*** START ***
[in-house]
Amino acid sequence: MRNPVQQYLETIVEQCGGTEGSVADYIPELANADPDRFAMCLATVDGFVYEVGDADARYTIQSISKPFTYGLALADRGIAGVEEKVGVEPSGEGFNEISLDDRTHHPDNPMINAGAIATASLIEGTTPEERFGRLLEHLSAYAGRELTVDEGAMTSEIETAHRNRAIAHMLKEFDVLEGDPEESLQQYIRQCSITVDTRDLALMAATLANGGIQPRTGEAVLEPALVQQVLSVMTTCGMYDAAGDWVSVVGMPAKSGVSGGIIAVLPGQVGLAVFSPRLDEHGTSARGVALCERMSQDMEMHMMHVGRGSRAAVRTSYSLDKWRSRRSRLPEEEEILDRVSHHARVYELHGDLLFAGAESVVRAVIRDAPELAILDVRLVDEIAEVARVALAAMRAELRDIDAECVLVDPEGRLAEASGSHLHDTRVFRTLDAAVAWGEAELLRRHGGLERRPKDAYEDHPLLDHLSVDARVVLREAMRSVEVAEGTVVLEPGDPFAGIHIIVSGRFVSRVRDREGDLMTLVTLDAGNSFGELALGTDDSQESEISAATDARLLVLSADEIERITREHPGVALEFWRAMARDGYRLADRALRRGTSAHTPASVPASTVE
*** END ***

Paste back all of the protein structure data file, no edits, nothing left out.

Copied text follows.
[in-house]
Amino acid sequence: MRNPVQQYLETIVEQCGGTEGSVADYIPELANADPDRFAMCLATVDGFVYEVGDADARYTIQSISKPFTYGLALADRGIAGVEEKVGVEPSGEGFNEISLDDRTHHPDNPMINAGAIATASLIEGTTPEERFGRLLEHLSAYAGRELTVDEGAMTSEIETAHRNRAIAHMLKEFDVLEGDPEESLQQYIRQCSITVDTRDLALMAATLANGGIQPRTGEAVLEPALVQQVLSVMTTCGMYDAAGDWVSVVGMPAKSGVSGGIIAVLPGQVGLAVFSPRLDEHGTSARGVALCERMSQDMEMHMMHVGRGSRAAVRTSYSLDKWRSRRSRLPEEEEILDRVSHHARVYELHGDLLFAGAESVVRAVIRDAPELAILDVRLVDEIAEVARVALAAMRAELRDIDAECVLVDPEGRLAEASGSHLHDTRVFRTLDAAVAWGEAELLRRHGGLERRPKDAYEDHPLLDHLSVDARVVLREAMRSVEVAEGTVVLEPGDPFAGIHIIVSGRFVSRVRDREGDLMTLVTLDAGNSFGELALGTDDSQESEISAATDARLLVLSADEIERITREHPGVALEFWRAMARDGYRLADRALRRGTSAHTPASVPASTVE